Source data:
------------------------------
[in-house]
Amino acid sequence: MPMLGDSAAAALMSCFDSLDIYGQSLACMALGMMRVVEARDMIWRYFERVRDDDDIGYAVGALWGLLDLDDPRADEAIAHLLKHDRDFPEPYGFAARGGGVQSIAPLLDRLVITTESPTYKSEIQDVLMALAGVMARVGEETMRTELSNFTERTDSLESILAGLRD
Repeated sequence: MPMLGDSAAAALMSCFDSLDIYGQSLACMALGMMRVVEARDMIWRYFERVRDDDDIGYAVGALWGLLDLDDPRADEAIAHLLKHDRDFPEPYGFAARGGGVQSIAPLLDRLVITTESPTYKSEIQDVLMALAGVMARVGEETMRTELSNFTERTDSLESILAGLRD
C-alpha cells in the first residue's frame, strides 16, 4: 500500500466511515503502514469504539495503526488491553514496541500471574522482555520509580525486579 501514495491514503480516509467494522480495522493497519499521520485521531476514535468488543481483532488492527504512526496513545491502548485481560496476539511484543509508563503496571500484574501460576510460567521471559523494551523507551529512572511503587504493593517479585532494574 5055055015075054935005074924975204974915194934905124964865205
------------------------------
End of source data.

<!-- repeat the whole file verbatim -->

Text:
[in-house]
Amino acid sequence: MPMLGDSAAAALMSCFDSLDIYGQSLACMALGMMRVVEARDMIWRYFERVRDDDDIGYAVGALWGLLDLDDPRADEAIAHLLKHDRDFPEPYGFAARGGGVQSIAPLLDRLVITTESPTYKSEIQDVLMALAGVMARVGEETMRTELSNFTERTDSLESILAGLRD
Repeated sequence: MPMLGDSAAAALMSCFDSLDIYGQSLACMALGMMRVVEARDMIWRYFERVRDDDDIGYAVGALWGLLDLDDPRADEAIAHLLKHDRDFPEPYGFAARGGGVQSIAPLLDRLVITTESPTYKSEIQDVLMALAGVMARVGEETMRTELSNFTERTDSLESILAGLRD
C-alpha cells in the first residue's frame, strides 16, 4: 500500500466511515503502514469504539495503526488491553514496541500471574522482555520509580525486579 501514495491514503480516509467494522480495522493497519499521520485521531476514535468488543481483532488492527504512526496513545491502548485481560496476539511484543509508563503496571500484574501460576510460567521471559523494551523507551529512572511503587504493593517479585532494574 5055055015075054935005074924975204974915194934905124964865205